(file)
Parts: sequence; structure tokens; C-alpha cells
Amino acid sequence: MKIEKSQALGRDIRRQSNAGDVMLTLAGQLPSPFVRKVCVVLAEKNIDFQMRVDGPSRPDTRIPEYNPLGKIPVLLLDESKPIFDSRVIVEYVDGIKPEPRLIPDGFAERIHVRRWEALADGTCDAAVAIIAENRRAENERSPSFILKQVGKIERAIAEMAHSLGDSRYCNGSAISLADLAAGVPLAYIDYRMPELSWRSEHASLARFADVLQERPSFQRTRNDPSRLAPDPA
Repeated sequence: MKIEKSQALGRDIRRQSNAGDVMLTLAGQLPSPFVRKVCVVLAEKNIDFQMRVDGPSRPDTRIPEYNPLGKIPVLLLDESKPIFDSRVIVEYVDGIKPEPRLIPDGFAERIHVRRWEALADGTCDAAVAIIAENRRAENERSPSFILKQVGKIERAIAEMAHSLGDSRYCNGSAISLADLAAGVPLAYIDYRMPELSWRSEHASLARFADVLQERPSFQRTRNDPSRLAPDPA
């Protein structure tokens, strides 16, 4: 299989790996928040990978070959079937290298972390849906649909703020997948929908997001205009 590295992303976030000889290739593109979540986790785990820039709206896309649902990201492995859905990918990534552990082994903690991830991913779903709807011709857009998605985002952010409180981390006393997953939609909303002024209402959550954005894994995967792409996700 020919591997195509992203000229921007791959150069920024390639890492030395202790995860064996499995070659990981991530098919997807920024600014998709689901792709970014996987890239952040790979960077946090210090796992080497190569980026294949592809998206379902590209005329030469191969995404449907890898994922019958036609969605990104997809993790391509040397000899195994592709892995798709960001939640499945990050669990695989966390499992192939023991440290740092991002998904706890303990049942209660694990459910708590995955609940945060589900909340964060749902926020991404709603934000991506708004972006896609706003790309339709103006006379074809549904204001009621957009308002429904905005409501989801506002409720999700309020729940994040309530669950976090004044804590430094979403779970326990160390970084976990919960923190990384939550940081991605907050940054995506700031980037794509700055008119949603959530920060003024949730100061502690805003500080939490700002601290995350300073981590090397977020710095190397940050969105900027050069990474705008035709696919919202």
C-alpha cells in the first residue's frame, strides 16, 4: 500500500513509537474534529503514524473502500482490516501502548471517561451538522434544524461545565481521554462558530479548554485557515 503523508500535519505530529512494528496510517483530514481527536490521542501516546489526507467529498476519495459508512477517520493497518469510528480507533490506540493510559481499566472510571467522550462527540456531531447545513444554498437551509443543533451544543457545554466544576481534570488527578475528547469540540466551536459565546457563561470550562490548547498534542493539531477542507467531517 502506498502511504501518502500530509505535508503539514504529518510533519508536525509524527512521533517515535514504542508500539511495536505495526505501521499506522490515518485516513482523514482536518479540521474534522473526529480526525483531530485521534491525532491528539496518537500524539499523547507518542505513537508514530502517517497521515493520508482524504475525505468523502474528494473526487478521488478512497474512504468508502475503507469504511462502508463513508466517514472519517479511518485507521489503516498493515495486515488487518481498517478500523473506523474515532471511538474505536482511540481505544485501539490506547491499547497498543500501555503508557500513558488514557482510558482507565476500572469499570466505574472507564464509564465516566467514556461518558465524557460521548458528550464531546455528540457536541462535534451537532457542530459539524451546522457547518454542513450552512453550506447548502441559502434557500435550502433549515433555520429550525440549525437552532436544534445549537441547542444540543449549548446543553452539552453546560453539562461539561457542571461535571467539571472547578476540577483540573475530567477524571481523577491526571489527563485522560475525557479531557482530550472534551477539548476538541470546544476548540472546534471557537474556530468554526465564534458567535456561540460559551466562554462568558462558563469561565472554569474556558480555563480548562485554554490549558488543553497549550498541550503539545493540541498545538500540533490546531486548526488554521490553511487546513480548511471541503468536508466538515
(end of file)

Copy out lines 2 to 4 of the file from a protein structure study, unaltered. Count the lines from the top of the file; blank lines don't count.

Amino acid sequence: MKIEKSQALGRDIRRQSNAGDVMLTLAGQLPSPFVRKVCVVLAEKNIDFQMRVDGPSRPDTRIPEYNPLGKIPVLLLDESKPIFDSRVIVEYVDGIKPEPRLIPDGFAERIHVRRWEALADGTCDAAVAIIAENRRAENERSPSFILKQVGKIERAIAEMAHSLGDSRYCNGSAISLADLAAGVPLAYIDYRMPELSWRSEHASLARFADVLQERPSFQRTRNDPSRLAPDPA
Repeated sequence: MKIEKSQALGRDIRRQSNAGDVMLTLAGQLPSPFVRKVCVVLAEKNIDFQMRVDGPSRPDTRIPEYNPLGKIPVLLLDESKPIFDSRVIVEYVDGIKPEPRLIPDGFAERIHVRRWEALADGTCDAAVAIIAENRRAENERSPSFILKQVGKIERAIAEMAHSLGDSRYCNGSAISLADLAAGVPLAYIDYRMPELSWRSEHASLARFADVLQERPSFQRTRNDPSRLAPDPA
């Protein structure tokens, strides 16, 4: 299989790996928040990978070959079937290298972390849906649909703020997948929908997001205009 590295992303976030000889290739593109979540986790785990820039709206896309649902990201492995859905990918990534552990082994903690991830991913779903709807011709857009998605985002952010409180981390006393997953939609909303002024209402959550954005894994995967792409996700 020919591997195509992203000229921007791959150069920024390639890492030395202790995860064996499995070659990981991530098919997807920024600014998709689901792709970014996987890239952040790979960077946090210090796992080497190569980026294949592809998206379902590209005329030469191969995404449907890898994922019958036609969605990104997809993790391509040397000899195994592709892995798709960001939640499945990050669990695989966390499992192939023991440290740092991002998904706890303990049942209660694990459910708590995955609940945060589900909340964060749902926020991404709603934000991506708004972006896609706003790309339709103006006379074809549904204001009621957009308002429904905005409501989801506002409720999700309020729940994040309530669950976090004044804590430094979403779970326990160390970084976990919960923190990384939550940081991605907050940054995506700031980037794509700055008119949603959530920060003024949730100061502690805003500080939490700002601290995350300073981590090397977020710095190397940050969105900027050069990474705008035709696919919202």